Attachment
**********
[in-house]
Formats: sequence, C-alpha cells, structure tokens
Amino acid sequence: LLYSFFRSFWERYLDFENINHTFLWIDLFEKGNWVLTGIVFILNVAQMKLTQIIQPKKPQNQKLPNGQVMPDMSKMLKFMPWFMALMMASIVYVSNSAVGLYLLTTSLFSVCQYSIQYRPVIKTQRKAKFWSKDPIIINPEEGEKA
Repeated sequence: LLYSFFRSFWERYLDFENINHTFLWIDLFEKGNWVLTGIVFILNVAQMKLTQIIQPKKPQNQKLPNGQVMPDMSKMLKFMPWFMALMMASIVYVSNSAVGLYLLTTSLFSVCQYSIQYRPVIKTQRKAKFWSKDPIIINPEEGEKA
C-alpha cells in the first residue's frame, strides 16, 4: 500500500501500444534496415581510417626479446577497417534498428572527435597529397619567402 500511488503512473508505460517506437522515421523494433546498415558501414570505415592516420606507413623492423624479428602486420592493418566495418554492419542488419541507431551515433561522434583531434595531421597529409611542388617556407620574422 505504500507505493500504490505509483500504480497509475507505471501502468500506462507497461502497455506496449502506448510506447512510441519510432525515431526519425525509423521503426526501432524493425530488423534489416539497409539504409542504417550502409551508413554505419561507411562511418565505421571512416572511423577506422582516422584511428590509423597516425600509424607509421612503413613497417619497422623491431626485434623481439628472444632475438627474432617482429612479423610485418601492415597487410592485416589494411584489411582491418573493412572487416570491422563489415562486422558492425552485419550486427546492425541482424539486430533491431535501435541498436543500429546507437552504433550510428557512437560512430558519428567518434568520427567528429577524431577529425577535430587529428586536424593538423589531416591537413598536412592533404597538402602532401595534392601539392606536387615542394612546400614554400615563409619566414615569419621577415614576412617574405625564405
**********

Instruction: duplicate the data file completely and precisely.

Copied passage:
[in-house]
Formats: sequence, C-alpha cells, structure tokens
Amino acid sequence: LLYSFFRSFWERYLDFENINHTFLWIDLFEKGNWVLTGIVFILNVAQMKLTQIIQPKKPQNQKLPNGQVMPDMSKMLKFMPWFMALMMASIVYVSNSAVGLYLLTTSLFSVCQYSIQYRPVIKTQRKAKFWSKDPIIINPEEGEKA
Repeated sequence: LLYSFFRSFWERYLDFENINHTFLWIDLFEKGNWVLTGIVFILNVAQMKLTQIIQPKKPQNQKLPNGQVMPDMSKMLKFMPWFMALMMASIVYVSNSAVGLYLLTTSLFSVCQYSIQYRPVIKTQRKAKFWSKDPIIINPEEGEKA
C-alpha cells in the first residue's frame, strides 16, 4: 500500500501500444534496415581510417626479446577497417534498428572527435597529397619567402 500511488503512473508505460517506437522515421523494433546498415558501414570505415592516420606507413623492423624479428602486420592493418566495418554492419542488419541507431551515433561522434583531434595531421597529409611542388617556407620574422 505504500507505493500504490505509483500504480497509475507505471501502468500506462507497461502497455506496449502506448510506447512510441519510432525515431526519425525509423521503426526501432524493425530488423534489416539497409539504409542504417550502409551508413554505419561507411562511418565505421571512416572511423577506422582516422584511428590509423597516425600509424607509421612503413613497417619497422623491431626485434623481439628472444632475438627474432617482429612479423610485418601492415597487410592485416589494411584489411582491418573493412572487416570491422563489415562486422558492425552485419550486427546492425541482424539486430533491431535501435541498436543500429546507437552504433550510428557512437560512430558519428567518434568520427567528429577524431577529425577535430587529428586536424593538423589531416591537413598536412592533404597538402602532401595534392601539392606536387615542394612546400614554400615563409619566414615569419621577415614576412617574405625564405